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Can the cops pull me over and search me just because I was at a house where drug selling is suspected?

Answer: Yes they can.

Edward Strieff was pulled over by the cops in a parking lot, detained and asked for his identification. He had done nothing wrong. The cops had seen his car at a house that was under surveillance because they thought drugs were being sold there. When the cops ran his ID, they discovered he had a warrant for his arrest for an unpaid parking ticket. They searched him and discovered drugs. He was arrested and charged with drug possession. But the state court threw out his charge because the stop was clearly an unconstitutional investigatory stop.

The U.S. Supreme Court got involved

So far, so good. Except the U.S. Supreme Court, in Utah v. Strieff, said that what the cop did was OK. They held that the arrest warrant for the unpaid parking ticket "attenuated the connection" between the illegal stop and the drugs found. In other words, an intervening circumstance (the arrest warrant) somehow made the illegal stop OK.

Still don't understand? Neither did Supreme Court Justice Sotomayor, who disagreed and wrote, "The Court today holds that the discovery of a warrant for an unpaid parking ticket will forgive a police officer's violation of your Fourth Amendment rights. Do not be soothed by the opinion's technical language:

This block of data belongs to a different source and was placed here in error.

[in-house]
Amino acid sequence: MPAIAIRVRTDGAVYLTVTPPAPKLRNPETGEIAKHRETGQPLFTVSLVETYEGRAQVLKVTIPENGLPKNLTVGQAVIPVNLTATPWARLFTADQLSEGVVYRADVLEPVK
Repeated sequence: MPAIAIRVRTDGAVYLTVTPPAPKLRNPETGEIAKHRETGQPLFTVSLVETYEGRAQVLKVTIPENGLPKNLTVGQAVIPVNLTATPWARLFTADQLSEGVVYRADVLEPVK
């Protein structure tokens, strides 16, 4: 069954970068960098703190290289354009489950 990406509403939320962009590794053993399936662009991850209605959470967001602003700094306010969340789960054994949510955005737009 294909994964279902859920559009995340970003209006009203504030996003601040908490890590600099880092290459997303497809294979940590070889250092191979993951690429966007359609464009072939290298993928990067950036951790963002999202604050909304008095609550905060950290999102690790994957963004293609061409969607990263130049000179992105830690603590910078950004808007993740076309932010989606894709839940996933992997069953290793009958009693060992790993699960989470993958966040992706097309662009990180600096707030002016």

This case allows the police to stop you on the street, demand your identification, and check it for outstanding traffic warrants - even if you are doing nothing wrong. If the officer discovers a warrant for a fine you forgot to pay, courts will now excuse his illegal stop and will admit into evidence anything he happens to find by searching you after arresting you on the warrant. ...the Fourth Amendment should prohibit, not permit such misconduct..."

Police get Supreme Court backing

Over the past few years, state courts and the U.S. Supreme Court have made similar rulings.

In a related case, the Supreme Court sided with police after they used a weak premise to pull over a suspected drug dealer they had been investigating. At the traffic stop, they searched the car and seized illegal narcotics. When the driver's attorney argued the evidence should be thrown out based on illegal search and seizure, the police simply stated that they believed they were within the law when searching the vehicle. The judges ruled that the cops' "belief" they were conducting themselves properly trumped their ignorance of the law.

Lesson Learned: These are terrible decisions that allow the cops to violate your rights and get away with it. Be careful out there - and pay your parking tickets.

Call A Jacksonville criminal defense lawyer with the right experience. 

Don't assume the police always have the upper hand. You have rights and finding the right criminal defense attorney is the most important step you can take to protect them. An experienced Florida criminal defense lawyer will find strategies to attack the prosecutor's case and put up the strongest defense possible.

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